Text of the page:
So, what is the alternative?

Breathe and check in on your intention. The first thing I do when my children are whining, crying, or having big feelings is breathe. This helps me regulate myself prior to responding, which allows me to ask myself what my goal is in that moment. Is my goal to make the crying or whining stop? That would certainly be nice! However, most of the time, my overall goal is to teach my children how to experience big feelings.

To do this, I do not need to make their crying stop.  In fact, asking them to “calm down” does the opposite of helping them experience their feelings.  Asking my children to “calm down” sends the message that their emotions are not okay and ultimately leads them to suppress big feelings in the future.

Practice self-validation first. Since becoming a parent, I have learned the importance of exploring the messages I received as a child, especially ones around experiencing emotions. This has come with the need to help my own inner child learn new ways of sitting with challenging feelings. Afterall, if I cannot regulate my own emotions how can I help my children learn to regulate theirs? When my own children are crying or whining, and I am having the urge to tell them to “calm down” or “go to another room until they can talk to me more calmly,” I must turn to my inner child and validate her emotions about the situation. This often looks like me saying to myself, “it is okay to feel frustrated and angry that my kids are crying right now.” I find it helpful to remind myself in these moments that my children are physically safe, and although I feel pressure to make the crying stop, that may not be the most helpful things for them. I frequently find myself repeating, “this is a moment of struggle, and this too shall pass.”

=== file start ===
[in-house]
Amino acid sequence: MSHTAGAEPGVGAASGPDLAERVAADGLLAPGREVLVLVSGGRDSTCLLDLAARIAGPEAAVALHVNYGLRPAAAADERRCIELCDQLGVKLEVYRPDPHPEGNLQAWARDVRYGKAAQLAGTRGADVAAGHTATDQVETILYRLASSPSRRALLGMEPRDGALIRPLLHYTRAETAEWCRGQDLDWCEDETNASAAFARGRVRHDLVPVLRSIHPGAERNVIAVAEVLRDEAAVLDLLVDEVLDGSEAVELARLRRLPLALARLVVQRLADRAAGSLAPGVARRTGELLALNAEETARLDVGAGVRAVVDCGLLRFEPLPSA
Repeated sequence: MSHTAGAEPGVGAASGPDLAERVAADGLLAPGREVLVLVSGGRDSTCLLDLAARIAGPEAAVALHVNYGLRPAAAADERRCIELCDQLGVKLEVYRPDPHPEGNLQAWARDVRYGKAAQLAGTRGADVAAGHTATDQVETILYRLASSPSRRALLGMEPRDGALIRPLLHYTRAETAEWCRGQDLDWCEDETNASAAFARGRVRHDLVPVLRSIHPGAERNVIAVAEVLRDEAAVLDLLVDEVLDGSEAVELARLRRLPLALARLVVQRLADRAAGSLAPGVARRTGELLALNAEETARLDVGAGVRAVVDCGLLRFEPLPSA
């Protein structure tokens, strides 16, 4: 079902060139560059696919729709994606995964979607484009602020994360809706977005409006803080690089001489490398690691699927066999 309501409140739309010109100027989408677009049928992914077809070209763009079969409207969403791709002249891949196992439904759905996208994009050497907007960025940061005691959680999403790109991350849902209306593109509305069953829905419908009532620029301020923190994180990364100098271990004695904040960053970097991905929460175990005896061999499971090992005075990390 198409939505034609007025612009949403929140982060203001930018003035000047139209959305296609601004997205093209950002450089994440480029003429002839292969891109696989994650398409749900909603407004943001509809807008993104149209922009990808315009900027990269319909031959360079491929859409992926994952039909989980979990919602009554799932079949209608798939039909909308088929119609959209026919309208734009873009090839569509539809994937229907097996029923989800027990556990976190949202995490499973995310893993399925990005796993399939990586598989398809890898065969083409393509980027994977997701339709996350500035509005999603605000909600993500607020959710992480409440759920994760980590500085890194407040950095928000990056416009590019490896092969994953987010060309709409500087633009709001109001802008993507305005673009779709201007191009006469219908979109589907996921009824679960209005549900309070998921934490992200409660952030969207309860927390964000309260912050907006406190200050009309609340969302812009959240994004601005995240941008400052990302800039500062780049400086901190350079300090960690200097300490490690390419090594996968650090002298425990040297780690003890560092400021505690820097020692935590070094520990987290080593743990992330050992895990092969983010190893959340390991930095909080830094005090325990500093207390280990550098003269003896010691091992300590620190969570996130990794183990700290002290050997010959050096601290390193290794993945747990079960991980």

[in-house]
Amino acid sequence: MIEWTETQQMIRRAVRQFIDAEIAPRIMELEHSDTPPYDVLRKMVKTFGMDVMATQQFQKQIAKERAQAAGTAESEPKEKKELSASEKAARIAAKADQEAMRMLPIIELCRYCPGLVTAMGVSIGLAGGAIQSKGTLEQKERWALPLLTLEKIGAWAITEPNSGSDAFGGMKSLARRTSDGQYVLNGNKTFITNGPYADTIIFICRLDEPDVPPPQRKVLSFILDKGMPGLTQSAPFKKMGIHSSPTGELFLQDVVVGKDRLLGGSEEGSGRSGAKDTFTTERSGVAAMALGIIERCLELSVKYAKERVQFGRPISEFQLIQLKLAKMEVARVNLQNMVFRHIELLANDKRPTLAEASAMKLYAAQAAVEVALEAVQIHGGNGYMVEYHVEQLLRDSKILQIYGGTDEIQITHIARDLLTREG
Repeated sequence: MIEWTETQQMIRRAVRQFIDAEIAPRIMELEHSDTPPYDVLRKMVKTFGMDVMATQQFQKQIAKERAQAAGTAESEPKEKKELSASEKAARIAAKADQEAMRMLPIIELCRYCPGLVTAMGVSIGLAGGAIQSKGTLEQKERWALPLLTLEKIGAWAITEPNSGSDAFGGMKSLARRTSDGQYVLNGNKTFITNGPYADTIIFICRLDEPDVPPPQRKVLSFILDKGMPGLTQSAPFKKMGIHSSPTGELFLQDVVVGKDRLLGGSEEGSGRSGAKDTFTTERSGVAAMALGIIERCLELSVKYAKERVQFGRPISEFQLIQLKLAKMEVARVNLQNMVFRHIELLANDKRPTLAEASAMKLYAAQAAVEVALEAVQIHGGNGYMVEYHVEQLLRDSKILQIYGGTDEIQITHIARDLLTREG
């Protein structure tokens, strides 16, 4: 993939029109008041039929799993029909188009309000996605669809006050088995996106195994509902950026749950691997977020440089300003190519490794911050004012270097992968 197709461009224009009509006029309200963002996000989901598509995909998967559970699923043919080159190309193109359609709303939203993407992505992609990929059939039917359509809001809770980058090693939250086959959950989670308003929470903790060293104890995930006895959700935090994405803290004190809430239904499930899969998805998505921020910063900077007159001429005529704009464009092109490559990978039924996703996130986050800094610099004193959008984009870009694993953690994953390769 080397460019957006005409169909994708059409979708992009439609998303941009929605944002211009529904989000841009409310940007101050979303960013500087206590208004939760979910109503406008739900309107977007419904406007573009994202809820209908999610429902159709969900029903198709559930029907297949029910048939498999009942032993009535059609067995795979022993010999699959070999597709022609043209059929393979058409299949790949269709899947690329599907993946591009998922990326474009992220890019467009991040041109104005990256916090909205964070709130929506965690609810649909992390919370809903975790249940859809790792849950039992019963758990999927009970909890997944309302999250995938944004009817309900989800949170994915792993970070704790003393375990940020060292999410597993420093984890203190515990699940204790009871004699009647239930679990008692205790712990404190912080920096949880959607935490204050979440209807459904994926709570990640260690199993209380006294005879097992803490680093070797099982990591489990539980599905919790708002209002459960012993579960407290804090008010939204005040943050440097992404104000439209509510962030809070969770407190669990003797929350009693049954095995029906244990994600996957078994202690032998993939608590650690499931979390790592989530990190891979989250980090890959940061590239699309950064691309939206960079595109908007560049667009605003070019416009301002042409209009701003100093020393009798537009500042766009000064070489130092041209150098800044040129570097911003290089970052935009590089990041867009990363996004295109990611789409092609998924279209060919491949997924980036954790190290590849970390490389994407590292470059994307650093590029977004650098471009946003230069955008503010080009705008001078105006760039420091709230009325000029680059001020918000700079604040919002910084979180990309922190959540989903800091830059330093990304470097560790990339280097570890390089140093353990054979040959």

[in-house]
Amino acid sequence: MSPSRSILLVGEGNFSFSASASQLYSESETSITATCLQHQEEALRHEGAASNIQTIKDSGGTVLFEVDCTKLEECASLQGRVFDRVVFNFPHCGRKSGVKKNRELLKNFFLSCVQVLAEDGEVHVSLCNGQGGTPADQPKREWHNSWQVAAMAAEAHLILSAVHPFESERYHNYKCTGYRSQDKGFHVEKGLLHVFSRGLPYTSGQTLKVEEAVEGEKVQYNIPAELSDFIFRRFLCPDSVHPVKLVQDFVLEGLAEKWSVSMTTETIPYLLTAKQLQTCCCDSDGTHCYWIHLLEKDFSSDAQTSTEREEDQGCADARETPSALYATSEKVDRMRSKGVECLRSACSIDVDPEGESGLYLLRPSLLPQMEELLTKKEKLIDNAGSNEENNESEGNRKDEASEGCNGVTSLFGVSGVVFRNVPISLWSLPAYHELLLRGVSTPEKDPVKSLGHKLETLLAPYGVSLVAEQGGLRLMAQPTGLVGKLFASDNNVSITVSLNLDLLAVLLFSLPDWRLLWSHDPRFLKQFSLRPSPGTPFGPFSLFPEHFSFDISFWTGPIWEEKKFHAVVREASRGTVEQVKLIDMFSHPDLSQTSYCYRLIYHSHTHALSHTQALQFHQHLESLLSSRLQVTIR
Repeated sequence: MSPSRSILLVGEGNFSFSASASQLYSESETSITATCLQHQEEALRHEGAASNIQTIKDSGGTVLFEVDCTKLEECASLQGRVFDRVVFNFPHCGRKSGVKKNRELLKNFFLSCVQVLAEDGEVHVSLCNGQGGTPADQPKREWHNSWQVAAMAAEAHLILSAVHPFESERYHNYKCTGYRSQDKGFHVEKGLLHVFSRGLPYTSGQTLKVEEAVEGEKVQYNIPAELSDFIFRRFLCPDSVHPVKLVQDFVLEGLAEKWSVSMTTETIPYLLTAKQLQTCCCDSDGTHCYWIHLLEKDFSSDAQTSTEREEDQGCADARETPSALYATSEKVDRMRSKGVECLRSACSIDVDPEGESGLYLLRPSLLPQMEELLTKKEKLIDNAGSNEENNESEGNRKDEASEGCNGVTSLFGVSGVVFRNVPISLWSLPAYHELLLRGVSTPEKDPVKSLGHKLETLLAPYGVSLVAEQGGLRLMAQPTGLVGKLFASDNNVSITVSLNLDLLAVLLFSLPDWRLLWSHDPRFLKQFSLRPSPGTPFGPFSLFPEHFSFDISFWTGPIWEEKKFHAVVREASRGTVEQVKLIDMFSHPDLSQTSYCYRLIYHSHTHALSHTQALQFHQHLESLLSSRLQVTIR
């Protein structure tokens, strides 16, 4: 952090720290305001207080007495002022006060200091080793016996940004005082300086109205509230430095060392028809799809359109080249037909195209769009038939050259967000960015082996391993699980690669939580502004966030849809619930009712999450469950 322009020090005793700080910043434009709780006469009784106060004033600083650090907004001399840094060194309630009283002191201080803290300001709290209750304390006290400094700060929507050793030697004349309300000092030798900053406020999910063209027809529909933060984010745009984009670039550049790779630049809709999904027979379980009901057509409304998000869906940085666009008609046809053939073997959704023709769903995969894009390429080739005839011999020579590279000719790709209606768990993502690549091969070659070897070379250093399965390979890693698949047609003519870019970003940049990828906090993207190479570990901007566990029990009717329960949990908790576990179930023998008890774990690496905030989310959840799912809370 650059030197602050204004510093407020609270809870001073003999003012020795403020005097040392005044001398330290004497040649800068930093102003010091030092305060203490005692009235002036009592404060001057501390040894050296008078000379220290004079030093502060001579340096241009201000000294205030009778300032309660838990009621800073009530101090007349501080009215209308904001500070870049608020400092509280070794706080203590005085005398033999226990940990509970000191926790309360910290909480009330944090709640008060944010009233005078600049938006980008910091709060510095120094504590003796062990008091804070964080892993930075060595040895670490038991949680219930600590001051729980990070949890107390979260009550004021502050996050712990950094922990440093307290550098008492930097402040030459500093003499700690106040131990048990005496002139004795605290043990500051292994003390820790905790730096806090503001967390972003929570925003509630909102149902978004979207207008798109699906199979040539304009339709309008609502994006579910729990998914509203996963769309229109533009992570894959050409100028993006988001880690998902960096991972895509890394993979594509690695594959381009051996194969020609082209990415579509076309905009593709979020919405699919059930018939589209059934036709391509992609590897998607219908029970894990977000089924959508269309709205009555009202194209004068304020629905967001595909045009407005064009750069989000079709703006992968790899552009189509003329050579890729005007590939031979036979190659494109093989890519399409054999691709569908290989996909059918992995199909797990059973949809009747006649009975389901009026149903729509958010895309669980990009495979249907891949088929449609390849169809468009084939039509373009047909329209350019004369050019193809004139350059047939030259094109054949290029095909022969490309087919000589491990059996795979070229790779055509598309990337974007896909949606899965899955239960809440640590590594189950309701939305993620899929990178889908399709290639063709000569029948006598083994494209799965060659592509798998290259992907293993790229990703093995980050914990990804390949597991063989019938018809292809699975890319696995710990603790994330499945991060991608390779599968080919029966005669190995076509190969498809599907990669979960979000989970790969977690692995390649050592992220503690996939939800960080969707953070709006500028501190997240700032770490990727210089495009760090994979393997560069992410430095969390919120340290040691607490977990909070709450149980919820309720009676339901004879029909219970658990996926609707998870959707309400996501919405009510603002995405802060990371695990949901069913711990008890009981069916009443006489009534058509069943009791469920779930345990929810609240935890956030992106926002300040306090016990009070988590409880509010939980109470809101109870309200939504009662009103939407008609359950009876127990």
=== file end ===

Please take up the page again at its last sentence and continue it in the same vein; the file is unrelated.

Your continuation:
Communicate validation to the child.  Sometimes the reason my kids are experiencing a big emotion may not feel very logical to me.  For example, my son wants the blue cup versus the red cup when I know perfectly well that both cups hold water the same. However, his disappointment about the situation is very real. I work to validate the feelings he is experiencing and show him that it is okay to feel disappointed when something does not go your way. This may look like saying, “I know you really wanted the blue cup, and mommy gave you the red cup. It makes sense that you would feel disappointed about this.” Does this stop the crying or whining?  Most of the time no, but it supports my larger goal of helping him identify his feelings and showing him that all feelings are valid.